In an apparent resolution of its Kashmir conundrum, India’s government has annulled Article 370 of its constitution, which offered a special status to the state since its accession to the country in 1947. The annulment delivers on a promise made by the ruling Bharatiya Janata Party (BJP) in the campaign during the recent elections, at which it was decisively re-elected.
Supporters claim the annulment will integrate the troubled state with India and eradicate the separatist tendencies that have plagued the region. Critics argue that the annulment threatens the very fabric of the constitution and reveals the BJP’s ingrained hostility to India’s federal structure. Far from resolving the Kashmir conundrum, revoking Kashmir’s special status will only deepen the region’s alienation from the rest of India, they argue.
Indeed, by annulling the special status to the state of Jammu and Kashmir, the BJP government has needlessly stirred a hornet’s nest. It is likely to undermine India’s claim over Kashmir, provoke outrage among Kashmiris and spark further tension in a troubled region.
Far from a radical political act, the annulment of Article 370 is akin to barging through an open door. Despite the promises to the state of Jammu and Kashmir upon its accession, since 1947, successive governments have steadily, if gradually, eroded the state’s special status. In its original form, the article allowed the state complete autonomy except in defence, external affairs and currency. In practice, New Delhi whittled down the autonomy of the institutions and shamelessly interfered in the political process, even rigging elections in favour of allied politicians.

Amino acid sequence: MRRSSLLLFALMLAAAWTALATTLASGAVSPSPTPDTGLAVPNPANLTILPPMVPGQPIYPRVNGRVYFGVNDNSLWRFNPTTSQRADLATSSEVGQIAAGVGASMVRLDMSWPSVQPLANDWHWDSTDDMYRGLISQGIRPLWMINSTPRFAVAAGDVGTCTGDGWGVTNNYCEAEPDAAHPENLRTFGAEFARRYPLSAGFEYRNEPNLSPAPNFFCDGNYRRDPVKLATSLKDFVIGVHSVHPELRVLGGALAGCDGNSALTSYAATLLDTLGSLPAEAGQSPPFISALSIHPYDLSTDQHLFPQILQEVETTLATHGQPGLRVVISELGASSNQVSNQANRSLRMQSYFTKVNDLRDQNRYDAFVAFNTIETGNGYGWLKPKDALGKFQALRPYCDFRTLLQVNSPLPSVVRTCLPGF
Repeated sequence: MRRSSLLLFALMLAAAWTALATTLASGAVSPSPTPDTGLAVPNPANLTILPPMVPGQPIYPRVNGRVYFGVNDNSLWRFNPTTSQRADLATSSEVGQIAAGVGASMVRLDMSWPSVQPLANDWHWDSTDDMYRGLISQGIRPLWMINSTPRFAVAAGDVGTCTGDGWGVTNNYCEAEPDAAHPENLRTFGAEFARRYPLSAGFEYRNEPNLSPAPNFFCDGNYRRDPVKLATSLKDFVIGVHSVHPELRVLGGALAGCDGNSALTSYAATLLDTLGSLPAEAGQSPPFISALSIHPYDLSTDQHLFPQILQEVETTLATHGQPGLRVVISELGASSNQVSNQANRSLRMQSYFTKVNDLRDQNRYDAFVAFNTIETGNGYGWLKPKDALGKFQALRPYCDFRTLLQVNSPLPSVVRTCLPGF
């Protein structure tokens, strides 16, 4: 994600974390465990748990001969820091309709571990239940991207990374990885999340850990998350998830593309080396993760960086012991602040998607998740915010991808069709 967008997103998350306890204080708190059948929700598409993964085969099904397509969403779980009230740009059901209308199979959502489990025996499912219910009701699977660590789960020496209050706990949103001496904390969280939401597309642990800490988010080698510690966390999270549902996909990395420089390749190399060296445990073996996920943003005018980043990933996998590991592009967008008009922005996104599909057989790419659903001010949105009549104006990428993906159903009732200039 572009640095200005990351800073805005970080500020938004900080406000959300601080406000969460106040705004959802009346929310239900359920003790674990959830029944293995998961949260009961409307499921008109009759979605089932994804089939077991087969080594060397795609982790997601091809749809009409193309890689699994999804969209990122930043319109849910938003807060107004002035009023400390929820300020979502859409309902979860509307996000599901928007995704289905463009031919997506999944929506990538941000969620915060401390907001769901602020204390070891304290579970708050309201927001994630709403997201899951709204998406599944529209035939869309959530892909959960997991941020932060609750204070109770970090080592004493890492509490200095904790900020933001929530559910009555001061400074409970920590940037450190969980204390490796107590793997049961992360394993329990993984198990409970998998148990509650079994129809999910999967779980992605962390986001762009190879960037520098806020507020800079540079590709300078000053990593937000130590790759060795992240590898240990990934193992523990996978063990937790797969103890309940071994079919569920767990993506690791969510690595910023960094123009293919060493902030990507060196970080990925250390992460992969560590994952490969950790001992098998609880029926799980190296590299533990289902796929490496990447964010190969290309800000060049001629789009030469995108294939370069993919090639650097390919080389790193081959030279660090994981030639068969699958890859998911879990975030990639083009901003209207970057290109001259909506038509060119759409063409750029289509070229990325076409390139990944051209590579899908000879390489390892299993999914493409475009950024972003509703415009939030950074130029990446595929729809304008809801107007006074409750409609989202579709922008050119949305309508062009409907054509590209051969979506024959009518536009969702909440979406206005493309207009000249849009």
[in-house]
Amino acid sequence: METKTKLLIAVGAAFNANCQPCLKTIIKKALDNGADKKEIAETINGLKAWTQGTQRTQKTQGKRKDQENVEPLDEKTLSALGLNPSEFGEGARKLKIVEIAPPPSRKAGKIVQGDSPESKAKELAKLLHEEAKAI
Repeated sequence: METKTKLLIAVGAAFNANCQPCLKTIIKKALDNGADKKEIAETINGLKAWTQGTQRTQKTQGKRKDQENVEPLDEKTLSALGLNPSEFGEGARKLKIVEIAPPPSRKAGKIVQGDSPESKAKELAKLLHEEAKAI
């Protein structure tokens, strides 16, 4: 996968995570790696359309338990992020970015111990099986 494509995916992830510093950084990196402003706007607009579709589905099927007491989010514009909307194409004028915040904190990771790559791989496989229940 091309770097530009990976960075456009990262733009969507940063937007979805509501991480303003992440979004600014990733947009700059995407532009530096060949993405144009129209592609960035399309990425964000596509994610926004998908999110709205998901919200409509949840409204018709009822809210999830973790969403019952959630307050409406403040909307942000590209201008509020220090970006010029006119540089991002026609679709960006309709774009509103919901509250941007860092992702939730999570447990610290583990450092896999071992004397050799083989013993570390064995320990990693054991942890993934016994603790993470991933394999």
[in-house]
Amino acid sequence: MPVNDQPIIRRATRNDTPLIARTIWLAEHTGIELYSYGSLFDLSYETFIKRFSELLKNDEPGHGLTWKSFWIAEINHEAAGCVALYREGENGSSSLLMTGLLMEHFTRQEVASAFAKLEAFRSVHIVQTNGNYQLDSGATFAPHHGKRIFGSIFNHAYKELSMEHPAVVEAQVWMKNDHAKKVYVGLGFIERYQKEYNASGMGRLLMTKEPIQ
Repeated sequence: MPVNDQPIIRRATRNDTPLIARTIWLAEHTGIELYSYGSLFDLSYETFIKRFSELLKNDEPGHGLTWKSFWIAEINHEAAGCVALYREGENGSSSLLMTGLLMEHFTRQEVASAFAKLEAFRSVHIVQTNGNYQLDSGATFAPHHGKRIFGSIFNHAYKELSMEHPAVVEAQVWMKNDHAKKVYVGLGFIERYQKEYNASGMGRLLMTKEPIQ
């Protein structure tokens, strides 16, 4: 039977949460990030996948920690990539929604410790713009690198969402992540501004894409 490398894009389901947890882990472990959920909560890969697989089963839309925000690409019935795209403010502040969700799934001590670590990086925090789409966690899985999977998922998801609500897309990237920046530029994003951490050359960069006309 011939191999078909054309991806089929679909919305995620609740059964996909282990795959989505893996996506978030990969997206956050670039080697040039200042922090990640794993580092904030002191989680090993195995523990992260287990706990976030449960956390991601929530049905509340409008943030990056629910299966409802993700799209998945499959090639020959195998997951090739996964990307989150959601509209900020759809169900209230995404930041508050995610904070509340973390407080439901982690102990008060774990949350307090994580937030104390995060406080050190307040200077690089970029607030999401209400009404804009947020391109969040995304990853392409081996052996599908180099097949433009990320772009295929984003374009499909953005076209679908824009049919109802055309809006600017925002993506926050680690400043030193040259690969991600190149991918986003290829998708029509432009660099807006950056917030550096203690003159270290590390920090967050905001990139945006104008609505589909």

The arrest of elected politicians under Narendra Modi is eerily similar to the repeated arrests of politicians under both Nehru and Indira Gandhi, and a pattern Kashmiris will easily recognise. No special status ever prevented successive governments in New Delhi from intervening at will. The revocation of special status to Jammu and Kashmir resurrects a political compromise that had already been steadily hollowed out.
Nevertheless, Article 370 provided the constitutional basis for India to claim the state of Jammu and Kashmir as its own territory, successfully deflecting claims from neighbouring Pakistan (which, like India, claims the entire state as its own and occupies a part) that it was illegally occupying the province. It offered a stake to Kashmiri politicians to operate within the Indian democratic framework and reject the historically untenable two-nation theory that, by claiming that Hindus and Muslims were two separate nations, had been the basis for India’s painful partition. By scrapping Article 370, the BJP has undermined the constitutional basis for Jammu and Kashmir’s accession to India. That it has done so in the name of national unification is a cruel irony.
The annulment of Article 370 is likely to provoke further hostility in the region against India. The new law declares Jammu and Kashmir as a union territory. As such, it is likely to be directly governed from New Delhi, and its legislatures will be able to exercise less power than other Indian states. This transition directly pits the people of Jammu and Kashmir against the Indian government, removing the buffer that had so far been provided by the state’s politicians competing with one another for political office. Ordinary Kashmiris could be even more disillusioned and react against what is commonly perceived as an army of occupation. We are likely to witness a further precipitation of the violence and human suffering that the region’s many communities have suffered since 1989.
India’s relations with Pakistan are likely to be strained even further. The two nuclear-armed neighbours have fought three wars over the region since Independence in 1947. Pakistan disputes India’s claims over Kashmir. And now Pakistan is likely to intensify diplomatic and paramilitary measures to destabilise those claims, escalating regional instability.
The BJP’s legislative victory may well turn out to be pyrrhic.
Indrajit Roy is a lecturer in Global Development Politics at the University of York
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